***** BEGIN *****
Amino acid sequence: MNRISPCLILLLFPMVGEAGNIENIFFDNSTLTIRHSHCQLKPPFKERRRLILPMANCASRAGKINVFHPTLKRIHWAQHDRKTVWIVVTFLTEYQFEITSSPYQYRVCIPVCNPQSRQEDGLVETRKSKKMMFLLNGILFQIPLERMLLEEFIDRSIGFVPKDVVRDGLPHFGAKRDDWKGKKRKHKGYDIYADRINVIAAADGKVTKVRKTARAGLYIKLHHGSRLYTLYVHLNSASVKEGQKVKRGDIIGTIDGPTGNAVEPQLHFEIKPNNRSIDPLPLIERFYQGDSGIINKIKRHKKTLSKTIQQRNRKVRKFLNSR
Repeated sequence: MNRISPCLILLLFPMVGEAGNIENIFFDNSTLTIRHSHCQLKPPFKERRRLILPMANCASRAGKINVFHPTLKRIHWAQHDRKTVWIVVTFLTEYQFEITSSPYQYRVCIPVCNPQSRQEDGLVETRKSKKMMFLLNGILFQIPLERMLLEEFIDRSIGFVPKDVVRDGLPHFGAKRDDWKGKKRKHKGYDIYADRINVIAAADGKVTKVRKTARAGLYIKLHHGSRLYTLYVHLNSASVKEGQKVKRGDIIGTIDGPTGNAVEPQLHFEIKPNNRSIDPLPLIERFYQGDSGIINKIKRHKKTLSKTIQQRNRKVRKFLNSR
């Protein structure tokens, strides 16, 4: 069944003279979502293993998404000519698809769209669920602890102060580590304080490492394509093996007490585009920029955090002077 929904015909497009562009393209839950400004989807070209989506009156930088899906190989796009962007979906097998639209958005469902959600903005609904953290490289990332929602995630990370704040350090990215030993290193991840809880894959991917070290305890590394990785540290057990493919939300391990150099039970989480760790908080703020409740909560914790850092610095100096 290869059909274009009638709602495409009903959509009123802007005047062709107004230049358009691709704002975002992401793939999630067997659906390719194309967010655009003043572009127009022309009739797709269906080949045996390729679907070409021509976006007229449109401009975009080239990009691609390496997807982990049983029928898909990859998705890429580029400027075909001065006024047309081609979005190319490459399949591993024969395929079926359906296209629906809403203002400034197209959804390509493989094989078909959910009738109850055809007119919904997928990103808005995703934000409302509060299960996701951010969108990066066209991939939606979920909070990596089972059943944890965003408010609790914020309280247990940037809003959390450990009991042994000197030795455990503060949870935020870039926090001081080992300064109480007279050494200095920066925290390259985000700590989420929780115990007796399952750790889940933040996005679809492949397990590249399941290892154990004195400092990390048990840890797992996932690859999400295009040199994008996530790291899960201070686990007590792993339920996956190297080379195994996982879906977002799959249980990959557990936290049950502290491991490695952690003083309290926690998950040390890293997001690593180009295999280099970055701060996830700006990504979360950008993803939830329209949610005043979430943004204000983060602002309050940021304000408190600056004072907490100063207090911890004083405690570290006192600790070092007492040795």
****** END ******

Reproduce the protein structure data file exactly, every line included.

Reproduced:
Amino acid sequence: MNRISPCLILLLFPMVGEAGNIENIFFDNSTLTIRHSHCQLKPPFKERRRLILPMANCASRAGKINVFHPTLKRIHWAQHDRKTVWIVVTFLTEYQFEITSSPYQYRVCIPVCNPQSRQEDGLVETRKSKKMMFLLNGILFQIPLERMLLEEFIDRSIGFVPKDVVRDGLPHFGAKRDDWKGKKRKHKGYDIYADRINVIAAADGKVTKVRKTARAGLYIKLHHGSRLYTLYVHLNSASVKEGQKVKRGDIIGTIDGPTGNAVEPQLHFEIKPNNRSIDPLPLIERFYQGDSGIINKIKRHKKTLSKTIQQRNRKVRKFLNSR
Repeated sequence: MNRISPCLILLLFPMVGEAGNIENIFFDNSTLTIRHSHCQLKPPFKERRRLILPMANCASRAGKINVFHPTLKRIHWAQHDRKTVWIVVTFLTEYQFEITSSPYQYRVCIPVCNPQSRQEDGLVETRKSKKMMFLLNGILFQIPLERMLLEEFIDRSIGFVPKDVVRDGLPHFGAKRDDWKGKKRKHKGYDIYADRINVIAAADGKVTKVRKTARAGLYIKLHHGSRLYTLYVHLNSASVKEGQKVKRGDIIGTIDGPTGNAVEPQLHFEIKPNNRSIDPLPLIERFYQGDSGIINKIKRHKKTLSKTIQQRNRKVRKFLNSR
């Protein structure tokens, strides 16, 4: 069944003279979502293993998404000519698809769209669920602890102060580590304080490492394509093996007490585009920029955090002077 929904015909497009562009393209839950400004989807070209989506009156930088899906190989796009962007979906097998639209958005469902959600903005609904953290490289990332929602995630990370704040350090990215030993290193991840809880894959991917070290305890590394990785540290057990493919939300391990150099039970989480760790908080703020409740909560914790850092610095100096 290869059909274009009638709602495409009903959509009123802007005047062709107004230049358009691709704002975002992401793939999630067997659906390719194309967010655009003043572009127009022309009739797709269906080949045996390729679907070409021509976006007229449109401009975009080239990009691609390496997807982990049983029928898909990859998705890429580029400027075909001065006024047309081609979005190319490459399949591993024969395929079926359906296209629906809403203002400034197209959804390509493989094989078909959910009738109850055809007119919904997928990103808005995703934000409302509060299960996701951010969108990066066209991939939606979920909070990596089972059943944890965003408010609790914020309280247990940037809003959390450990009991042994000197030795455990503060949870935020870039926090001081080992300064109480007279050494200095920066925290390259985000700590989420929780115990007796399952750790889940933040996005679809492949397990590249399941290892154990004195400092990390048990840890797992996932690859999400295009040199994008996530790291899960201070686990007590792993339920996956190297080379195994996982879906977002799959249980990959557990936290049950502290491991490695952690003083309290926690998950040390890293997001690593180009295999280099970055701060996830700006990504979360950008993803939830329209949610005043979430943004204000983060602002309050940021304000408190600056004072907490100063207090911890004083405690570290006192600790070092007492040795």